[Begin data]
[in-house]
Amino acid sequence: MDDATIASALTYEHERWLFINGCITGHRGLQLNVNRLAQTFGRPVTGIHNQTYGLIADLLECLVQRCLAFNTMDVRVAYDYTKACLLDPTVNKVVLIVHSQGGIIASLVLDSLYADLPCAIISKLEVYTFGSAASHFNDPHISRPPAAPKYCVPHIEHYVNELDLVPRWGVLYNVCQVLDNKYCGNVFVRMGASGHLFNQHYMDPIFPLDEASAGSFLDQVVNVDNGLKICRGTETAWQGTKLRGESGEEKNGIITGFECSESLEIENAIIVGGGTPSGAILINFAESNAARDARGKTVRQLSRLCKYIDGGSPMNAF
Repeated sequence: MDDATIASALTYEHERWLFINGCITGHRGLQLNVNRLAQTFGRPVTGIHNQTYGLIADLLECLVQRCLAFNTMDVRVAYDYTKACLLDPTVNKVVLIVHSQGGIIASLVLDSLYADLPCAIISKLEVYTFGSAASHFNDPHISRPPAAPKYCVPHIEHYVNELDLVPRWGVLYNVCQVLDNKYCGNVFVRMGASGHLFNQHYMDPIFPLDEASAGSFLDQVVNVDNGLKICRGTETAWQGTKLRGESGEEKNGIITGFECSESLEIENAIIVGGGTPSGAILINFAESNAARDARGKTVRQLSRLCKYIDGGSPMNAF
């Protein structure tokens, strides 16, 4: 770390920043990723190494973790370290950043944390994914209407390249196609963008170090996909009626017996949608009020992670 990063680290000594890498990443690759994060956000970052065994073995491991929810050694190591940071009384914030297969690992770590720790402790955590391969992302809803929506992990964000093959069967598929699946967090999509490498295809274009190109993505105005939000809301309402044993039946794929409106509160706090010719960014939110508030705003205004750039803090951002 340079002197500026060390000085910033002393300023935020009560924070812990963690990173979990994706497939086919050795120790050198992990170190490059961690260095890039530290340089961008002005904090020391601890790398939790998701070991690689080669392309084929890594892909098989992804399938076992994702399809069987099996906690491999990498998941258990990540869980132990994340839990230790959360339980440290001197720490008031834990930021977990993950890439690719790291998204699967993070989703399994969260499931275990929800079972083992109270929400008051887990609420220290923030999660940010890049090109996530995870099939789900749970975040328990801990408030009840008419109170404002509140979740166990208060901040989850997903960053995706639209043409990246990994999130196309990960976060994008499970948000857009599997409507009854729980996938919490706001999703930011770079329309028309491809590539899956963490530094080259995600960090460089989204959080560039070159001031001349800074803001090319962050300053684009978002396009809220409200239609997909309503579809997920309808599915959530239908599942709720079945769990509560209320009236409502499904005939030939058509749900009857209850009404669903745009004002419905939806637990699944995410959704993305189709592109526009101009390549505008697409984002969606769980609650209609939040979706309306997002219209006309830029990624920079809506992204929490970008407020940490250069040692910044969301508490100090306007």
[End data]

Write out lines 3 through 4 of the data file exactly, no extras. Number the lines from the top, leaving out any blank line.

Repeated sequence: MDDATIASALTYEHERWLFINGCITGHRGLQLNVNRLAQTFGRPVTGIHNQTYGLIADLLECLVQRCLAFNTMDVRVAYDYTKACLLDPTVNKVVLIVHSQGGIIASLVLDSLYADLPCAIISKLEVYTFGSAASHFNDPHISRPPAAPKYCVPHIEHYVNELDLVPRWGVLYNVCQVLDNKYCGNVFVRMGASGHLFNQHYMDPIFPLDEASAGSFLDQVVNVDNGLKICRGTETAWQGTKLRGESGEEKNGIITGFECSESLEIENAIIVGGGTPSGAILINFAESNAARDARGKTVRQLSRLCKYIDGGSPMNAF
């Protein structure tokens, strides 16, 4: 770390920043990723190494973790370290950043944390994914209407390249196609963008170090996909009626017996949608009020992670 990063680290000594890498990443690759994060956000970052065994073995491991929810050694190591940071009384914030297969690992770590720790402790955590391969992302809803929506992990964000093959069967598929699946967090999509490498295809274009190109993505105005939000809301309402044993039946794929409106509160706090010719960014939110508030705003205004750039803090951002 340079002197500026060390000085910033002393300023935020009560924070812990963690990173979990994706497939086919050795120790050198992990170190490059961690260095890039530290340089961008002005904090020391601890790398939790998701070991690689080669392309084929890594892909098989992804399938076992994702399809069987099996906690491999990498998941258990990540869980132990994340839990230790959360339980440290001197720490008031834990930021977990993950890439690719790291998204699967993070989703399994969260499931275990929800079972083992109270929400008051887990609420220290923030999660940010890049090109996530995870099939789900749970975040328990801990408030009840008419109170404002509140979740166990208060901040989850997903960053995706639209043409990246990994999130196309990960976060994008499970948000857009599997409507009854729980996938919490706001999703930011770079329309028309491809590539899956963490530094080259995600960090460089989204959080560039070159001031001349800074803001090319962050300053684009978002396009809220409200239609997909309503579809997920309808599915959530239908599942709720079945769990509560209320009236409502499904005939030939058509749900009857209850009404669903745009004002419905939806637990699944995410959704993305189709592109526009101009390549505008697409984002969606769980609650209609939040979706309306997002219209006309830029990624920079809506992204929490970008407020940490250069040692910044969301508490100090306007």